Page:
There is a wealth of resources available to leaders on the topic of fundraising, both internally produced by Girlguiding and from external organisations. However, with volunteer time so precious, we appreciate that sometimes you just need to know where to find the information you need quickly, what has worked for other leaders and some ready to go resources. This guide looks to bring these items together.
If you would rather print this information than read online you can find a PDF version of this guide here.
For more advice, guidance, or clarity on anything contained within this resource please contact the Girlguiding Anglia Membership and Insight Team on the office contact details.
Before you start any fundraising make sure you have read the relevant Girlguiding policy available as a live document from their website. If you have any questions about the policy, you can contact the Girlguiding Fundraising team or review the Code of Fundraising Practice from the Fundraising Regulator.
Girlguiding provides some handy step by step resources on fundraising for your unit or area including; linking to advice and guidance from the Fundraising Regulator, risk assessment templates, customisable posters, gift aid advice, regulations around managing money and thank you certificates and badges. We also asked leaders at our last Facebook Interactive event what worked for them.
Like every activity we take part in you will need a risk assessment. If completing your fundraising online make sure you follow you read the safe online guiding page which includes the specific parent or carer permission forms and tips and advice for online activities.
There is also now an online fundraising guide including how to set up your unit on an online fundraising platform. Make sure you give enough time to go through the registration process, including proving charitable status. Alternatively, you can ask for funds to be paid directly as you would for subs, just make sure they are recorded correctly in your accounts.
Unit fundraising can also be an excellent flexible role for parents and supporters of your unit. Although many parents may not want to volunteer in a unit or cannot commit the time one-off fundraising projects or a separate fundraising team can really appeal to some parents. Although you’ll need to put some effort in to get it started the benefits of engaging parents and other local people with your group can be great. Advice from the UK fundraising website is:
Don’t be despondent if on the first couple of times of asking you don’t get a response. Studies have shown that, on average, it can take three times of being asked before a potential volunteer responds.
Girlguiding encourages units creating local partnerships to fundraise, either asking for one-off items, professional experience, volunteers or donations. Advice from and contact details for the national partnerships team can be found on the Girlguiding website page including a link to the partnership screening policy if you are looking to set up a longer-term partnership.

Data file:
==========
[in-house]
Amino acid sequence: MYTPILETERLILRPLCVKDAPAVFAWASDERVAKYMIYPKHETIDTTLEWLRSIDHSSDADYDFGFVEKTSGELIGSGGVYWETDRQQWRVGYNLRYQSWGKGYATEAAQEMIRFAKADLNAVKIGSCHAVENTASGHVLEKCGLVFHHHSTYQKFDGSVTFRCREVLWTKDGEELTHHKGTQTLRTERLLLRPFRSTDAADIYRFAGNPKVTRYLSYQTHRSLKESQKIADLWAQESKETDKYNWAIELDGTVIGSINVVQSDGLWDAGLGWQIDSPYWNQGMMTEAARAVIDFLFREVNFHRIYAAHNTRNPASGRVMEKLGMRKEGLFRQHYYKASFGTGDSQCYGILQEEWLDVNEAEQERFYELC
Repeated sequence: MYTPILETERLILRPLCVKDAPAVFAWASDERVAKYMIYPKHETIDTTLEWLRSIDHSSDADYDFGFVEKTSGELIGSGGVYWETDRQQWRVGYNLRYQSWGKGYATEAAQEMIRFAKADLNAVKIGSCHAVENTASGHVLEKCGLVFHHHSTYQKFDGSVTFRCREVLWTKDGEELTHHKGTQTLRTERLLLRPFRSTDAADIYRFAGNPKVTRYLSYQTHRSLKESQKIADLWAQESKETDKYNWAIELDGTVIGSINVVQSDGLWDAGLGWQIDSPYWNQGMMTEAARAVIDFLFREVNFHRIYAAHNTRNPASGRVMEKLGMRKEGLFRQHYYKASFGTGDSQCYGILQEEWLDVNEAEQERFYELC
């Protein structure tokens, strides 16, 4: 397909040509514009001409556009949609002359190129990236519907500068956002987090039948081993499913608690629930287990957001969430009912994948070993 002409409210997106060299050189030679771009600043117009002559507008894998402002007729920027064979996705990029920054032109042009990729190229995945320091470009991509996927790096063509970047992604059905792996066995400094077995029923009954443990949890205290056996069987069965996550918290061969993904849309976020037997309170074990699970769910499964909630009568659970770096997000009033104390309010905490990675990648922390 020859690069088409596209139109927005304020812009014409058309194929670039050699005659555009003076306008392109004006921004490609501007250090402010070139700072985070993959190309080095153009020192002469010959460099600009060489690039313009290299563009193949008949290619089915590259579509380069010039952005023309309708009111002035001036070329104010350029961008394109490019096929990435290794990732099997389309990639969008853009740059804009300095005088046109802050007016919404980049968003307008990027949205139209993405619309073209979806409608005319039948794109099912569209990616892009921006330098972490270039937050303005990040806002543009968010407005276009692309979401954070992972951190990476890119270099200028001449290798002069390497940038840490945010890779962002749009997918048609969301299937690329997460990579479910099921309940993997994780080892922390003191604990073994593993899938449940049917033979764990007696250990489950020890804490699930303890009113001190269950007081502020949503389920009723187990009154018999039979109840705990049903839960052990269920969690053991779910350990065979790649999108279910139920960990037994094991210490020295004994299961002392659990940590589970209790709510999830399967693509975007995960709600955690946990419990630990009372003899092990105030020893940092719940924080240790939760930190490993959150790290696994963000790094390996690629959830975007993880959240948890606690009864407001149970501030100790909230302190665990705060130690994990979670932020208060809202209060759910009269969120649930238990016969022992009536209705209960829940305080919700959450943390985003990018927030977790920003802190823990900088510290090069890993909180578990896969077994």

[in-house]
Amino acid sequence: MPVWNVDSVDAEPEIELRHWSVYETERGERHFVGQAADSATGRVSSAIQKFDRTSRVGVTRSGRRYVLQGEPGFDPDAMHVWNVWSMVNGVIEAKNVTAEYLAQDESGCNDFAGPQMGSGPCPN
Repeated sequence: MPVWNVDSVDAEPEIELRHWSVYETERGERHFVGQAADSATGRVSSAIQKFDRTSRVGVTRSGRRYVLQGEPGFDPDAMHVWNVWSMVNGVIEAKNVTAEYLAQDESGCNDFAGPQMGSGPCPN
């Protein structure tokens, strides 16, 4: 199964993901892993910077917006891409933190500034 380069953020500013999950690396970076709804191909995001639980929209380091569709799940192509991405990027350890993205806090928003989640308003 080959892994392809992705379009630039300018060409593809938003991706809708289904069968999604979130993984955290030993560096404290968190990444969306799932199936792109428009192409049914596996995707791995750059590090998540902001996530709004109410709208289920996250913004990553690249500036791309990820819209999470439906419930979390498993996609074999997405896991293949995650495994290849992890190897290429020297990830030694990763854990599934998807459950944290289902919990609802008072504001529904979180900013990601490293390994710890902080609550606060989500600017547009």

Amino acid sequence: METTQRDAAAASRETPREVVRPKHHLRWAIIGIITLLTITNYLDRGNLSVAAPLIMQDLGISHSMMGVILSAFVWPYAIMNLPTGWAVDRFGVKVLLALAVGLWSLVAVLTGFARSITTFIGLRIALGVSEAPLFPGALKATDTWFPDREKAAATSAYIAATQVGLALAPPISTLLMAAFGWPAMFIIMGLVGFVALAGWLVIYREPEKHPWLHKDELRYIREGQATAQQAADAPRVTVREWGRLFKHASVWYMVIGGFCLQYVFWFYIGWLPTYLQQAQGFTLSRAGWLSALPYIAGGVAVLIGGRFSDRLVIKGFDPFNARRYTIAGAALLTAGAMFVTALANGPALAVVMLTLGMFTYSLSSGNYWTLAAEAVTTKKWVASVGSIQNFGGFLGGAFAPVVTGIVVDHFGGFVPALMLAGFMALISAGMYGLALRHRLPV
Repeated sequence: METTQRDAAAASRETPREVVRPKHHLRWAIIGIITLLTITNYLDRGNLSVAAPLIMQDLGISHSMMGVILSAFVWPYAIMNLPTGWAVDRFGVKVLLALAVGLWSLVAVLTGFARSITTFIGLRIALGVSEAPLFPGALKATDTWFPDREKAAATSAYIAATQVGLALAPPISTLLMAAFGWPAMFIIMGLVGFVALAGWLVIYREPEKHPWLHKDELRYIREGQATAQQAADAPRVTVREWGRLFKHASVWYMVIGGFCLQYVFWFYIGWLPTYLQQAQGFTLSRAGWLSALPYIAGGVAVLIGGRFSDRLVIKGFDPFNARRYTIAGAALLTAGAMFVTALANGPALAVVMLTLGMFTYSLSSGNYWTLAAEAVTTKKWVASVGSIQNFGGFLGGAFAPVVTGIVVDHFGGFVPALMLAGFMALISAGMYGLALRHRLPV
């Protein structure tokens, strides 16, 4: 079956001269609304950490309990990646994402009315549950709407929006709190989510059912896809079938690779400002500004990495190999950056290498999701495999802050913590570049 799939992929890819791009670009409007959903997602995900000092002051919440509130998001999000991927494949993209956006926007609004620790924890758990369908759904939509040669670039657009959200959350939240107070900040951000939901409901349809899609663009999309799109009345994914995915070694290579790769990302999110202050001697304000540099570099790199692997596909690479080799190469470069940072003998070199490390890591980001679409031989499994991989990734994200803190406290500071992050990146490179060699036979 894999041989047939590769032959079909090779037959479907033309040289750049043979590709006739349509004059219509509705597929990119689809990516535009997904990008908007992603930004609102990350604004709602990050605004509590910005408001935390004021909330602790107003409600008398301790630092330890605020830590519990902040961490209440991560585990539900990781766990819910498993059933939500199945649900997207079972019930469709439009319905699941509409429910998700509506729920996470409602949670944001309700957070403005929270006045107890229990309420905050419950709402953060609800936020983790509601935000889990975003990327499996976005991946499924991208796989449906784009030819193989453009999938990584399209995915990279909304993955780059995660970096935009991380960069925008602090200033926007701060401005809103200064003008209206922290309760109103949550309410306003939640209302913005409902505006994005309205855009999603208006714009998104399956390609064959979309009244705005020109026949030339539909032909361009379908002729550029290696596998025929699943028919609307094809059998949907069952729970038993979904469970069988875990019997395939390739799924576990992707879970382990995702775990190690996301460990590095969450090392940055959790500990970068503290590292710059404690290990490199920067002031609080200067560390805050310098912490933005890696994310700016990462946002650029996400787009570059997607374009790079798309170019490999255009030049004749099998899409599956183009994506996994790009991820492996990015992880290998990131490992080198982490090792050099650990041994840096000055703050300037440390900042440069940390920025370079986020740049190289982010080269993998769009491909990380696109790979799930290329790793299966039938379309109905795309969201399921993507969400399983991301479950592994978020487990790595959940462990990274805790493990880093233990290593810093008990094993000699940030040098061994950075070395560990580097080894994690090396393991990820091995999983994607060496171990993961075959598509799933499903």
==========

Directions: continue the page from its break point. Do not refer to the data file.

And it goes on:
Partnering can be particularly successful around Christmas with many businesses looking to support local charities.
Grants are often available from both within and outside of Girlguiding. Whilst it can be very intimidating to complete your first grant application if you are clear on your fundraising need and the benefit of your unit to your members and the local community it can be a very successful way of raising funds. Grants are particularly useful if you want to give your girls access to new adventures or replace/buy new equipment. Unfortunately, they don’t generally cover day to day running costs and external grants usually can’t be used to cover subscriptions.
Girlguiding provides a comprehensive guide to for trusts and foundations including links to possible funds and funding databases. You will also find your local volunteering centre has a wealth of information and the most up to date knowledge on local grants. To find where this information is held use the gov.uk website to find your local council contact. Some councils send round regular newsletters so it’s worth finding out and signing up for information even if you don’t want to access grants at this time.
We’ve been asking our region volunteers what has worked for them. Here are their ideas for fundraising in your unit.
Quiz nights were always a favourite with tickets sold to enter and usually a raffle or two. Easy to transfer online this has still been found to be a fun way to raise some donations, engage parents and you can still run a raffle – just be prepared to be post person with the prizes!
One leader provided their guiding themed quiz as the basis for a one-hour quiz on Zoom or, for a free to use option, Skype. Used with Guides, Rangers and their families as teams, add in some more general knowledge questions to make it longer if needed or amend to make it suitable for a younger audience. You can ask for donations, set an entry fee or just use it to engage with families.
Sponsored challenges work well remotely as well as face to face; it’s also a great opportunity to engage the girls in choosing their own challenge. Girlguiding provide a template sponsorship form to support, so all you need to do is set the time, date and advertise. Again, Girlguiding provide resources on their website to help.
Easyfundraising are the UK’s biggest charity fundraising site, you set up an account and then ask your supporters to shop online through the site. Retailers then make donations to you on their behalf. Not the biggest funds generator but every little bit helps!
As a longer-term project, units love to work on challenge badges for the 40% non-programme element of guiding. If you or your girls have an idea why not turn it into a challenge pack and badge? Girlguiding have a great page on designing a badge and will even order it for you if you wish. The biggest advice given was to talk to your commissioner first – it may be that your local district, division, or county website can host your badge and their social media promote it.
Once you’ve completed your fundraising take advantage of Girlguiding’s new thank you certificates. Fill in the details online and who you would like it sending to and they will send out an official thank you by email or post.
For more ideas and templates for fundraising events visit the Girlguiding fundraising downloads and resources page.